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This article was published in the April 2005 volume of the SWJ Magazine.

Why Study Small Wars?


With the massive advances in technology and the incredible success of U.S. conventional forces in the last decade, one might ask why you should be interested in small wars. There are a huge number of interesting and vital subjects out there.  Why should I spend my limited time studying small wars that have been around for millennium?  Even some leading historians are arguing that there is nothing new here.  For cripes sake, Alexander the Great fought insurgents!   Warfare is changing.  Why should I look back thousands of  years to figure out what I will face tomorrow?

You need to study Small Wars for the same reason our enemies do – they work.   Since the breakup of the Soviet Union, the United States has continued to pursue high technology as the holy grail of warfighting.  This is a natural outgrowth of America’s fascination with and prowess in the development, production and fielding of extraordinary high tech weapons systems. Even our European allies admit they cannot match U.S. capabilities.  Pursuing this course has led to total dominance of the conventional battlefield by U.S. forces. It has even led some to believe America is so dominant on the battlefield that none would dare challenge us.

Unfortunately, this deep trust in high technology has developed independently of what has actually been happening in the world.  Rather than focusing on high technology, our enemies have looked to history, modern science and common sense to develop a form of war that has allowed military weak powers to consistently defeat much greater military and economic powers. 


Guerrilla tactics have been around for over 2000 years – and in use almost continuously throughout that time.  Yet it is only in the last sixty of those two thousand years that insurgency has become the dominant form of war.   From the times of Alexander and Dairus, guerrillas have fought around the world.  But for the most part, they were using guerrilla tactics as a last result.  They did not become guerrillas because they thought it was the best way to fight.  They became guerrillas because they had been defeated using conventional war.  The practitioners of guerrilla war through history saw it as their only remaining option in a military contest that had seen their conventional defeat.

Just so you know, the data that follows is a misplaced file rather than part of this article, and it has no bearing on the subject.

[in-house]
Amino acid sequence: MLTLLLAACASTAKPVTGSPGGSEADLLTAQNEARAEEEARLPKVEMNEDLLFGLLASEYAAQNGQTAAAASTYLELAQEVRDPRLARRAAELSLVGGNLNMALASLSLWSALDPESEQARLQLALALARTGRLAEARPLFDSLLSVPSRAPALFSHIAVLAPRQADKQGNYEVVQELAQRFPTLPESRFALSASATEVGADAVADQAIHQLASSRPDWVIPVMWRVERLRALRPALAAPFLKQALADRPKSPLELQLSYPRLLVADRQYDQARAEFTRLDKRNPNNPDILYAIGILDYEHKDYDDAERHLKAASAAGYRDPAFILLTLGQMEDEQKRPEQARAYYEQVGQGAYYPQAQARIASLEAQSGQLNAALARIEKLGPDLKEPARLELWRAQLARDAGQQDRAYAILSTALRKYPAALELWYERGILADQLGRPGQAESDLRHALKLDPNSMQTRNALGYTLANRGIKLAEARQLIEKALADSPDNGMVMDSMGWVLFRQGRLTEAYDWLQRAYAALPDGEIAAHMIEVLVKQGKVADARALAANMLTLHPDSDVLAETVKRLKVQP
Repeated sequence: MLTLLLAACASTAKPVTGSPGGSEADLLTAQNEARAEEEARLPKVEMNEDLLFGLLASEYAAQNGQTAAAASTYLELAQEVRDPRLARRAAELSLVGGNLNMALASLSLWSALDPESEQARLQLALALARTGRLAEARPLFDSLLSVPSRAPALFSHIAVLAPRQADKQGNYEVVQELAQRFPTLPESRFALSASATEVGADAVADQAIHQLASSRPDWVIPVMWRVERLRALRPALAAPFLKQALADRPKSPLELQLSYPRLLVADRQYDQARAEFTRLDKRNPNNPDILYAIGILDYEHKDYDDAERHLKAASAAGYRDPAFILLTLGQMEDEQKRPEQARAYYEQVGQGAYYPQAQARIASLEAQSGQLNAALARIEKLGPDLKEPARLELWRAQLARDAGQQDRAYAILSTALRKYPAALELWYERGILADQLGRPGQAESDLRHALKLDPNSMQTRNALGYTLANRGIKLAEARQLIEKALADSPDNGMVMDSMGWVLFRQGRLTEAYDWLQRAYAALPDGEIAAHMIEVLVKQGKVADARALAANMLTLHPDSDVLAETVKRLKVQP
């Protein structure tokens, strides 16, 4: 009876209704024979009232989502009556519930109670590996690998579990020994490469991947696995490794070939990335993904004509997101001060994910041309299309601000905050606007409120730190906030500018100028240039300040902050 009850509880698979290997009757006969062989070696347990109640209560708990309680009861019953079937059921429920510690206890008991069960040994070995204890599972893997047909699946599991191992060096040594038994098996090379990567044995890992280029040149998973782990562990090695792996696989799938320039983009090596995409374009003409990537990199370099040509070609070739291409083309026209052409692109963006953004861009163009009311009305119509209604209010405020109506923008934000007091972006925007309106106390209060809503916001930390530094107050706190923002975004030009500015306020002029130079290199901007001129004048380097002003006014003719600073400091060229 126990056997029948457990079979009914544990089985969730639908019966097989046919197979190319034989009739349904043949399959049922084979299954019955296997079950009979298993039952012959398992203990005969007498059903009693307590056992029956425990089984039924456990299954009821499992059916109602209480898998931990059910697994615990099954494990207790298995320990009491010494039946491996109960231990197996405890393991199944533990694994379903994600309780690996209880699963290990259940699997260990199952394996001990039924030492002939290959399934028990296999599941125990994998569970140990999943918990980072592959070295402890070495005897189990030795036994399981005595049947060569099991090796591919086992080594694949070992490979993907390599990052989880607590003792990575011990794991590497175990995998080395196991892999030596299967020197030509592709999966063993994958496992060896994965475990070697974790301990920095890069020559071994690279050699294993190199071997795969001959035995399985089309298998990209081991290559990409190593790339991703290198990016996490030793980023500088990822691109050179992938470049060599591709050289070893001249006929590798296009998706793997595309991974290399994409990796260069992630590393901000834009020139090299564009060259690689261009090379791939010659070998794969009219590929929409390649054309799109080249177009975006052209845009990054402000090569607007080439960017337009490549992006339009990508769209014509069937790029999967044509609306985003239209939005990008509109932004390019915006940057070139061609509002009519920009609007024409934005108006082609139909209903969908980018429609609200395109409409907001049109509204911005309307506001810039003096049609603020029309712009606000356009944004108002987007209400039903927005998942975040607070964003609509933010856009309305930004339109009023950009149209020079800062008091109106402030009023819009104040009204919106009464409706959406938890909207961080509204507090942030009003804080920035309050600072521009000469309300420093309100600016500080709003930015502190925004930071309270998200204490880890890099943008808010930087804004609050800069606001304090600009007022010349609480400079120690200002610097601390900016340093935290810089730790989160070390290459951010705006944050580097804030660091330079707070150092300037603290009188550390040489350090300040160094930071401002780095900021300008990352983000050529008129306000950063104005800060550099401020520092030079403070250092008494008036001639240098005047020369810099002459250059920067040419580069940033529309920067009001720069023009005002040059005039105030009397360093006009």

That has changed in the last sixty years.  Mao started the change by writing a simple, short manual that told insurgents how they could use superior political will to defeat much greater military and economic power.  His view was different than previous guerrillas.  He did not see insurgency as an action taken when defeated conventionally but rather as a three phased strategic approach to winning a war.  Insurgency was not a last resort but a first choice for a war winning strategy.  Mao admitted the insurgent would start out weaker militarily and economically than the government.  To compensate for this weakness, he designated Phase I specifically to build the political strength of his organization.  He understood that political will was the insurgents’ most powerful weapon.  Only when he was satisfied he had reached sufficient political strength should the insurgent proceed to Phase II.  Phase II was the guerrilla phase to “change the correlation of forces” between the government and the insurgent.  While he stated all insurgencies must end with a conventional campaign, he was also adamant that such a struggle could only be successful if the guerrillas used Phase II wisely to insure the enemy’s political will was already broken before the conventional campaign started.

Since Mao’s victory in 1949, insurgency has steadily evolved to become the dominant form of war in the modern world.  While the high technology gurus continue to champion concepts like Transformation and Net Centric Warfare, the fact is they cannot point to specific examples where this approach to war has resulted in a major success. 

Since World War II, wars have been a mixture of conventional and unconventional. Conventional wars — Korea, the Israeli-Arab wars of 1956, 1967 and 1973, the Falklands, the Iran-Iraq war and the 1991 Persian Gulf War — have ended with a return to the strategic status quo. While territory changed hands and, in some cases, regimes changed, each state came out of the war with largely the same political, economic and social structure with which it entered.